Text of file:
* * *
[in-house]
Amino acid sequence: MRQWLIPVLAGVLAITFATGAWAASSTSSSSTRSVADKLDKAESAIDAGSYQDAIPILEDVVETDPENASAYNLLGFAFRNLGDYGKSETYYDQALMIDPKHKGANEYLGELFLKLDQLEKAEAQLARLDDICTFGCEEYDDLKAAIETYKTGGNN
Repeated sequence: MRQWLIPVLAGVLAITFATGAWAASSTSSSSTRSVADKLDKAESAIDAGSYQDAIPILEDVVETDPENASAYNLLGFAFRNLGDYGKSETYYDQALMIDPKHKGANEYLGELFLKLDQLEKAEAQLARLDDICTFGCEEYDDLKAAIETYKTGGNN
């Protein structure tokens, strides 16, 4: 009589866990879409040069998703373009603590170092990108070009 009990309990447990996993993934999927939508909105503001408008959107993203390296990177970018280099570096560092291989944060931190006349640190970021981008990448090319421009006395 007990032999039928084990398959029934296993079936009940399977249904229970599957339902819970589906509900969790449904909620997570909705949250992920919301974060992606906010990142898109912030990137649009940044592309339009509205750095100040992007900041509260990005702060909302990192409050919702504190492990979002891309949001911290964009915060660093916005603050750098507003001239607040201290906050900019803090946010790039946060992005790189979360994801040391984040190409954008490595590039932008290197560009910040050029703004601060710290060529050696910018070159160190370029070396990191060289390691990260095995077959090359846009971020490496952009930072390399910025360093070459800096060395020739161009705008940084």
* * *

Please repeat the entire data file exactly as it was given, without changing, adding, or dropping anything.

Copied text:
[in-house]
Amino acid sequence: MRQWLIPVLAGVLAITFATGAWAASSTSSSSTRSVADKLDKAESAIDAGSYQDAIPILEDVVETDPENASAYNLLGFAFRNLGDYGKSETYYDQALMIDPKHKGANEYLGELFLKLDQLEKAEAQLARLDDICTFGCEEYDDLKAAIETYKTGGNN
Repeated sequence: MRQWLIPVLAGVLAITFATGAWAASSTSSSSTRSVADKLDKAESAIDAGSYQDAIPILEDVVETDPENASAYNLLGFAFRNLGDYGKSETYYDQALMIDPKHKGANEYLGELFLKLDQLEKAEAQLARLDDICTFGCEEYDDLKAAIETYKTGGNN
């Protein structure tokens, strides 16, 4: 009589866990879409040069998703373009603590170092990108070009 009990309990447990996993993934999927939508909105503001408008959107993203390296990177970018280099570096560092291989944060931190006349640190970021981008990448090319421009006395 007990032999039928084990398959029934296993079936009940399977249904229970599957339902819970589906509900969790449904909620997570909705949250992920919301974060992606906010990142898109912030990137649009940044592309339009509205750095100040992007900041509260990005702060909302990192409050919702504190492990979002891309949001911290964009915060660093916005603050750098507003001239607040201290906050900019803090946010790039946060992005790189979360994801040391984040190409954008490595590039932008290197560009910040050029703004601060710290060529050696910018070159160190370029070396990191060289390691990260095995077959090359846009971020490496952009930072390399910025360093070459800096060395020739161009705008940084």